When Labor Has a Voice in Corporate Governance
AbstractEquity ownership gives labor both a fractional stake in the firm's residual cash flows and a voice in corporate governance. Relative to other firms, labor-controlled publicly-traded firms deviate more from value maximization, invest less in long-term assets, take fewer risks, grow more slowly, create fewer new jobs, and exhibit lower labor and total factor productivity. We therefore propose that labor uses its corporate governance voice to maximize the combined value of its contractual and residual claims, and that this often pushes corporate policies away from, rather than towards, shareholder value maximization.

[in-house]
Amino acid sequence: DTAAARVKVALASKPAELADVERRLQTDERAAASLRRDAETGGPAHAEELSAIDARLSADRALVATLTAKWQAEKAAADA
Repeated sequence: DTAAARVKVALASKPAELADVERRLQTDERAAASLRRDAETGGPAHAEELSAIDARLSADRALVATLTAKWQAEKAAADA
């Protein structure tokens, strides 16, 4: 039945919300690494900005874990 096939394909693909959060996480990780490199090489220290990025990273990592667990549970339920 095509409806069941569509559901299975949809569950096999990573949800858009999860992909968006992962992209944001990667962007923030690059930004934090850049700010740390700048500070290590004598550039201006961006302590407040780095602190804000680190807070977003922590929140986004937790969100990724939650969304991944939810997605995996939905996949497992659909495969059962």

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Date of creation: Apr 2005
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Other versions of this item:
- G3 - Financial Economics - - Corporate Finance and Governance
- J0 - Labor and Demographic Economics - - General
This paper has been announced in the following NEP Reports:
- NEP-ACC-2005-04-09 (Accounting & Auditing)
- NEP-ALL-2005-04-09 (All new papers)
- NEP-BEC-2005-04-09 (Business Economics)
- NEP-FIN-2005-04-09 (Finance)
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